How do I Build a Split Rail Fence?

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  • Written By: Josie Myers
  • Edited By: Bronwyn Harris
  • Last Modified Date: 28 September 2019
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Split rail fences come in various wood choices and sizes. They can be made with three rails or two per section. Sometimes, they are fitted with poultry wire to provide additional protection from wildlife or to keep pets contained.

To begin the project, planning is an important step. Many towns have easement requirement that stipulate a fence must be a given distance from the property line and most towns also require permits, so consulting local ordinances is a must when writing up plans. The local one-call system should also be called before starting the project. This phone call sends all utility companies to the site to mark where any underground lines may be on the property so that the home owner can be sure not to hit these lines with the deep digging required for rail fence installation.

Once permits are in place and the project is approved by all necessary agencies, the property can be marked for building. The easiest way to proceed is to mark all lines and planned post hole locations with spray paint. If renting an auger, or electric post hole digger, pre-marking can help to save time and cut down on rental costs.


The length of space between post holes varies depending on the exact measurements of the building site and the length of rails chosen. Most rail fence posts are spaced 10 feet (3.0 meters) apart. If the line to be built is not spaced in exact 10 feet (3.0 meter) increments, the best thing to do is to spacing the leftover footage evenly at either end of the line for symmetry.

There are three different types of posts: end posts, line posts, and corner posts. Determine the correct ones for each selection. Digging post holes requires going below the frost line, which is generally about 2 feet but deeper in areas with harsher winters. Using a manual post hole digger or auger, dig the hole 12 inches (30.5 cm) wide and about 6 inches(15.2 cm) deeper than necessary. Place 6 inches (15.2 cm) of gravel into the new hole and place the post on top of the gravel.

As the rail fence posts are placed, lay a string across the tops of the posts and measure with a level to be sure that they are even. If a post is off level, it must be fixed from the bottom with additional gravel or digging. It is important to keep them even, since any asymmetry will show in the lines of the rails. It is usually acceptable to use soil to refill the hole for a rail fence since it is a low-lying structure, but concrete is recommended for the strongest hold. If using concrete, pour it in once the posts are level and support the post with beams to keep them straight during drying.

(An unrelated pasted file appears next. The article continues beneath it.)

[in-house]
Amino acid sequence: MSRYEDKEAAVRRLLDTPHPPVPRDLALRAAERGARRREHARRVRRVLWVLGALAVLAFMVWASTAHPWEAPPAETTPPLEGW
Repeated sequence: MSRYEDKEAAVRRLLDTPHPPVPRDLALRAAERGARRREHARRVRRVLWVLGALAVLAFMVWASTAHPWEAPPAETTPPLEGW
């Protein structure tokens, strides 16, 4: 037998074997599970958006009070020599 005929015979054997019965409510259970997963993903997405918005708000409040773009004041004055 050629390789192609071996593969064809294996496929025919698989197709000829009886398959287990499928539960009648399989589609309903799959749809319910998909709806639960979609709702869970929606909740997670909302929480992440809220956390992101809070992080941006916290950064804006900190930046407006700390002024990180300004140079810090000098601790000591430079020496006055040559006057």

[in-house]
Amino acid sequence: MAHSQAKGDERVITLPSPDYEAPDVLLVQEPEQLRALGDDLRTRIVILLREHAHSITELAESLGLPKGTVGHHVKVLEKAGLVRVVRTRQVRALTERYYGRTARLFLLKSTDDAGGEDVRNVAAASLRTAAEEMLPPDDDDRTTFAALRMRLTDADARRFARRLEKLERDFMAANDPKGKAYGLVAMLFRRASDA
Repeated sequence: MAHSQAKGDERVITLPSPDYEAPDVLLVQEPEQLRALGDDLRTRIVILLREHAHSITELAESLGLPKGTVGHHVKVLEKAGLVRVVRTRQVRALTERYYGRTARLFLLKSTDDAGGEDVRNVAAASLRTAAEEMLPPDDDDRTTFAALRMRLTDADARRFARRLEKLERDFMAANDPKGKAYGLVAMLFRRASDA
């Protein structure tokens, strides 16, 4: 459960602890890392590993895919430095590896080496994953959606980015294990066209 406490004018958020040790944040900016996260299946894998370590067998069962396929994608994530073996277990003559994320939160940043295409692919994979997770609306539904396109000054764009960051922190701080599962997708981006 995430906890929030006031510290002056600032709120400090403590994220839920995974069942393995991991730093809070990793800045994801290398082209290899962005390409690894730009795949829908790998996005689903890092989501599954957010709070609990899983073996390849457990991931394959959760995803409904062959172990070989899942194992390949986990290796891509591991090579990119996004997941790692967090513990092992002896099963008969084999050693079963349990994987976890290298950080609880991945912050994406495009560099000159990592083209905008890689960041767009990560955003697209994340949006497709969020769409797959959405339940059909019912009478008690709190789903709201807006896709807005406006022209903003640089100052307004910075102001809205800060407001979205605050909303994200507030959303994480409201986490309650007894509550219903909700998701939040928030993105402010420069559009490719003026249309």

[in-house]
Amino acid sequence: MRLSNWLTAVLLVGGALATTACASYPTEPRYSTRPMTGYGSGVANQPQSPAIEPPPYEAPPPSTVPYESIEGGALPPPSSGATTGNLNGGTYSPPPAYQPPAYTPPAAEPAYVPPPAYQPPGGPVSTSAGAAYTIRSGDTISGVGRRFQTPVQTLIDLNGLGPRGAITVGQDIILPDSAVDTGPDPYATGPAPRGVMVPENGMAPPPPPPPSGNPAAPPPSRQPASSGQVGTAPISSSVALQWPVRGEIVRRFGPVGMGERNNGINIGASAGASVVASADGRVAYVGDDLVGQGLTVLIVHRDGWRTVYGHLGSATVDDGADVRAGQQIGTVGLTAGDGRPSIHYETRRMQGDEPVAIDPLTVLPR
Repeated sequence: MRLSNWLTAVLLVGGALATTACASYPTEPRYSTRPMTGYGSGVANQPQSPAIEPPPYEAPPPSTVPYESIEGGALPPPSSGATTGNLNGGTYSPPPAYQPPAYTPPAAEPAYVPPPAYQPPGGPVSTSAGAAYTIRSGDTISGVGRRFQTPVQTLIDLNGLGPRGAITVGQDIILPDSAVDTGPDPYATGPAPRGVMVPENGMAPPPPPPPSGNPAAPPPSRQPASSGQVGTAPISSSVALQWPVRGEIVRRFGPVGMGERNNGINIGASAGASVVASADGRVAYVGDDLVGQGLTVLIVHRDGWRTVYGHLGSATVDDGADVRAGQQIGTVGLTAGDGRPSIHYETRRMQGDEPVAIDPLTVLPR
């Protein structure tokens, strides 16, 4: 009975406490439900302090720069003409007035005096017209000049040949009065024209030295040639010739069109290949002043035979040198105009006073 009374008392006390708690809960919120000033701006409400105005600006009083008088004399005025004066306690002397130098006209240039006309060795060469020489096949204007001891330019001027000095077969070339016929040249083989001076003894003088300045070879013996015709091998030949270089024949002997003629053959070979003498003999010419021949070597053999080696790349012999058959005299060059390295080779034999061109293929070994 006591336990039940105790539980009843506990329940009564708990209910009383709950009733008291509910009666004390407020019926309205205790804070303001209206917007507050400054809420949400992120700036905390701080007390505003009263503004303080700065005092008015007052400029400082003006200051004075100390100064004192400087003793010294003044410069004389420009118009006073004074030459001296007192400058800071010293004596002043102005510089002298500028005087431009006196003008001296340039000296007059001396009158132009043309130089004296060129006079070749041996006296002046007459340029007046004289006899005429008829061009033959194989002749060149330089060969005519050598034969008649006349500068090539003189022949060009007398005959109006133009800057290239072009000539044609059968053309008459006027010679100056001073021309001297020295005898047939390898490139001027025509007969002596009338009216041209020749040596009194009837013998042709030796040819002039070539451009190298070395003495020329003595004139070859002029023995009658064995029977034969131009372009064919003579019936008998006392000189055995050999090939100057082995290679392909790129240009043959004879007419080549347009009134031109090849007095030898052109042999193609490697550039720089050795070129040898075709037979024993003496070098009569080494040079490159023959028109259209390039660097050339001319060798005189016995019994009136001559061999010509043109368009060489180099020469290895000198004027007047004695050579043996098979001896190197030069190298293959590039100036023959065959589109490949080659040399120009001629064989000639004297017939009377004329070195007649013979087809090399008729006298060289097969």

Once the posts are in place and dry, the rails can be slipped into the rail holes in the posts. If adding poultry wire to the rail fence, choose the correct gauge for the containment purposes at hand since they are graded at different levels to handle particular beasts like rabbits or dogs. This wire can be stapled to the backside of the fence with heavy duty staples.


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Post 5

Thanks for the great advice. We need new fencing and this would be perfect. I wonder if we could get it up before it gets too cold!

Post 4

I have literally set hundreds of posts and I support my posts while the concrete is drying and have never had a problem. All posts I have put in the ground for long term have been set in concrete and supported if feasible. I have done been doing construction work for over 20 years. I don't know why yours have twisted.

@Anon171081: That is a good thought, but think about trying to keep your fence level and straight.

Post 3

Isn't it easier to add the rails as you install the posts? Post, rails, post, rails. There is no way to get an 11 foot rail between two cemented posts 10 feet apart.

Post 2

This article was excellent. I feel like I could start a business building post and rail fences after reading this. I just bought a house and I was thinking about installing post and rail around the perimeter of the property. The tip about measuring and marking all of the postholes was great. I feel confident that I could do the job myself and save some money.

Post 1

DO NOT support posts during the concrete curing process. As long as they are installed straight up, they will stay level as the concrete cures, but adding supports can actually cause the post to twist or move, due to several factors.

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